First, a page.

A Foreign Lady (Bug)
By Wayne Bierbaum
Several times a week, I walk around my yard and do a survey of bugs. It is not a formal count but I am interested in how many beneficial insects are in residence.
This week, I found five small Chinese praying mantis, but no native Carolina mantis, and a dozen ladybugs. Strangely enough, none of the ladybugs had spots. Initially, I thought that the ladybugs were just young and would grow up and develop spots. It turns out that, like the praying mantis, an Asian species of ladybug has been introduced by well-meaning entomologists.
At the turn of the 20th century, aphids were damaging pecan trees. Our native seven-spotted ladybug was not inclined to live so high above the ground but the tree-loving multicolored Asian ladybug did, so they were studied and introduced to the U.S.
It was a somewhat successful experiment, and from 1916 to 1985 it was introduced at various locations in the U.S. for control of aphid infestations in an assortment of crops. It wasn’t until 1988 that a population was found to have established itself in Louisiana. By 1993, the ladybugs were found in Virginia. It is now the most common ladybug species in Maryland and quite common throughout the Midwest and East Coast.
The Asian ladybug is also known as the Harlequin ladybug because it can be found in many colors, with or without spots. The shell can range from black to light yellow with zero to 15 spots. It is larger than the native species and more resistant to pesticides and fungal disease. The Asian ladybug also commonly has a fungus living in it that is deadly to the native species. They are also known to eat native ladybug eggs and larvae.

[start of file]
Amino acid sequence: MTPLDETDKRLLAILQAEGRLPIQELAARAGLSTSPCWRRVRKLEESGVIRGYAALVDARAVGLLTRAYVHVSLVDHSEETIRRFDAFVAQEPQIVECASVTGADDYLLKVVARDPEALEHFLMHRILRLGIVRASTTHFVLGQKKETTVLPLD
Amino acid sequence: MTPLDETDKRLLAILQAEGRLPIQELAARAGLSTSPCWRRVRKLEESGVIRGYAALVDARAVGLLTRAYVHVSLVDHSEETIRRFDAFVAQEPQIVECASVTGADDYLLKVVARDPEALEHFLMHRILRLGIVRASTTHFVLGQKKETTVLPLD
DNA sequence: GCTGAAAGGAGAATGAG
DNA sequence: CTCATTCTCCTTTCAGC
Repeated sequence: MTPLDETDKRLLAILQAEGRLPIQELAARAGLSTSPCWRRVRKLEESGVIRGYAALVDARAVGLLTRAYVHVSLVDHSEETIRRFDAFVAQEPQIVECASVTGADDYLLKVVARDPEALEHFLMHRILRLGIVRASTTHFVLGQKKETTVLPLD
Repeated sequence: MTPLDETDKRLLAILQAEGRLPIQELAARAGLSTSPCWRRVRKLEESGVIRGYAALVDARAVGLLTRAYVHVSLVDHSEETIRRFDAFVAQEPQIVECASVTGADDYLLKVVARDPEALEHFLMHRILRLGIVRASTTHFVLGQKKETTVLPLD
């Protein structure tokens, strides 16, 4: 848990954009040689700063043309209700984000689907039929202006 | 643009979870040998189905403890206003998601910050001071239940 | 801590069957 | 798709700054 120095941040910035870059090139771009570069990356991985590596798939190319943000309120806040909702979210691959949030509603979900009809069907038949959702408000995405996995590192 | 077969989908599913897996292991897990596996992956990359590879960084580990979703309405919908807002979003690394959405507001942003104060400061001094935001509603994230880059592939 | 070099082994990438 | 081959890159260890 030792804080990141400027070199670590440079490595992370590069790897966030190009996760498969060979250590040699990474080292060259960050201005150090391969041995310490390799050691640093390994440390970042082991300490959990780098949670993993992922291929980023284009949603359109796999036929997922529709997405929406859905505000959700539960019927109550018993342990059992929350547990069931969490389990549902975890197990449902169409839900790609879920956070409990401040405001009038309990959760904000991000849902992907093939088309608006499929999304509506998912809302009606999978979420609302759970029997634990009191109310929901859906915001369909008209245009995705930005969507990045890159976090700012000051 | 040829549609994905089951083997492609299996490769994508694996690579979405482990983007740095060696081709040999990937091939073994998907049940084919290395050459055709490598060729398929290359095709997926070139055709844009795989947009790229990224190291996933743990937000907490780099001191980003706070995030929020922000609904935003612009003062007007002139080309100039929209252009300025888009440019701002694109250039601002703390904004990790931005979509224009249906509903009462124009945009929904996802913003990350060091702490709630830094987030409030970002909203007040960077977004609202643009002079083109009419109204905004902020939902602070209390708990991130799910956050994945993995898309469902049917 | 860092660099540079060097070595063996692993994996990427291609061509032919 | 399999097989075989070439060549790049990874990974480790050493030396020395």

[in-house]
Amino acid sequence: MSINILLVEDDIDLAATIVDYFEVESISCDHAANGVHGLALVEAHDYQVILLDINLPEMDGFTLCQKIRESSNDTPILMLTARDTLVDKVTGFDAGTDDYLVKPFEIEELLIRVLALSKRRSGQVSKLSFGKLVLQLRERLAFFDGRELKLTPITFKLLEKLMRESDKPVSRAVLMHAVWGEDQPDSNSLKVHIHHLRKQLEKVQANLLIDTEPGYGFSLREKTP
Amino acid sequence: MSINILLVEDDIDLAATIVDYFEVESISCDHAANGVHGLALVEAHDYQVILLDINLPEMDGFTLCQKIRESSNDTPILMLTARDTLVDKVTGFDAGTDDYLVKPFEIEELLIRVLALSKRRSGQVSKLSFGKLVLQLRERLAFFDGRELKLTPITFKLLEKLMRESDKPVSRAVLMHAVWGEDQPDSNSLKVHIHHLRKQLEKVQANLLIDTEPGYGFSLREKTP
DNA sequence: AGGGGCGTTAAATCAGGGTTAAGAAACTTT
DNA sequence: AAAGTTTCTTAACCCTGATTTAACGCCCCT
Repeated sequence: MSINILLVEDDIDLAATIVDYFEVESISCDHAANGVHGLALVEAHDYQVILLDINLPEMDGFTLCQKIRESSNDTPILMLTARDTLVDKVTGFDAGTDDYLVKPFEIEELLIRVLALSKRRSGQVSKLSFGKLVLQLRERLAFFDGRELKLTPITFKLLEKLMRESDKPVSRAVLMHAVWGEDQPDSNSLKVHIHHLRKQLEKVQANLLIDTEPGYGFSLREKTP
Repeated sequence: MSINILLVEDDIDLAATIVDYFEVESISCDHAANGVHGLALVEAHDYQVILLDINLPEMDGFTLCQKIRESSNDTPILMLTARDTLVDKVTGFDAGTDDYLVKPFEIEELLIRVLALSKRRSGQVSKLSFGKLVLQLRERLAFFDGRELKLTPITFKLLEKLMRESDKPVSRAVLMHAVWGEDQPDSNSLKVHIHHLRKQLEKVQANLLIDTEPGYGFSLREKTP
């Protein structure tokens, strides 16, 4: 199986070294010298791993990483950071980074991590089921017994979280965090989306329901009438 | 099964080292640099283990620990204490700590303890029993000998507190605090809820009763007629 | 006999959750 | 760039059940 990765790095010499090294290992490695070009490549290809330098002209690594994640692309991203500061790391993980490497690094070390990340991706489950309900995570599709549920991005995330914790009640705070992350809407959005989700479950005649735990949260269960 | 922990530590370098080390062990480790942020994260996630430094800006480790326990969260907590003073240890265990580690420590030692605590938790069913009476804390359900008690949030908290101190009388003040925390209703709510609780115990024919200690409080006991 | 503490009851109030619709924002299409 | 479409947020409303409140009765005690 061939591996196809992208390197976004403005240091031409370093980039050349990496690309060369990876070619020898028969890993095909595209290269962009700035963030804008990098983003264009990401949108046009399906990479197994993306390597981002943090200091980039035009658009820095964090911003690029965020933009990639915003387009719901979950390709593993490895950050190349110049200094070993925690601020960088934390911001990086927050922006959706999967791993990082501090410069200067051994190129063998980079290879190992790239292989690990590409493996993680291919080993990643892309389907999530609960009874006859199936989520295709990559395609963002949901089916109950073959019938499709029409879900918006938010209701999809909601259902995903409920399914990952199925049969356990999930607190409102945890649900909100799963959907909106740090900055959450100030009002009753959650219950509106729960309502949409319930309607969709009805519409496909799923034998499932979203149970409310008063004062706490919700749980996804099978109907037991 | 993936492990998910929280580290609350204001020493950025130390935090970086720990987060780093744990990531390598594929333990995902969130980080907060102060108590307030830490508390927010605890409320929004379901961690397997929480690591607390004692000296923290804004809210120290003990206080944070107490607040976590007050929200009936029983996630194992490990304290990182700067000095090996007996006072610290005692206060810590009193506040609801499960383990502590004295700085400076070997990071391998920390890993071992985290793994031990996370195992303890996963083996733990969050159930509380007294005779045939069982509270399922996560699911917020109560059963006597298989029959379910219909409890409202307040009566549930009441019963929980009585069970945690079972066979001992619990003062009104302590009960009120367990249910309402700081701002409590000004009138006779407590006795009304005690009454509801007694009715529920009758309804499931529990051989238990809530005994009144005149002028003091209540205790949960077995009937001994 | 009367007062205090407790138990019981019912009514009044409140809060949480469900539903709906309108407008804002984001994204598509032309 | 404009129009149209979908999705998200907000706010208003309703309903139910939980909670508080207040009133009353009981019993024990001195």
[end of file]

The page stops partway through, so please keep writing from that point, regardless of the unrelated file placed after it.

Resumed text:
Their life cycle involves a wingless larval stage that is black with yellow spots and described as alligator-shaped. The larvae are very hungry and probably eat more aphids than an adult beetle. After it eats enough, usually within three weeks, the larvae molt into adults, and continue to consume aphids and are able to fly to other areas to feed.
When fall comes, the Asian ladybug will look for a place to spend the winter. When they find a likely location, they will release a pheromone that attracts more and more bugs. They are known to invade buildings by the thousands. The adult beetles are actually known to have bitten people. It is said that they are trying to get salt but they really seem to be taking a quick taste—a sharp nip. So having them invade your home could end up with you getting a few bites. The best way to prevent them from invading is to make sure all cracks are sealed with caulking.
The native seven-spotted ladybug is still around and the hope is that it can somehow live in harmony with the multicolored Asian ladybug. I went back to look at all the ladybug photos I have taken over the past five years and only one out of 10 were of a native seven-spotted ladybug.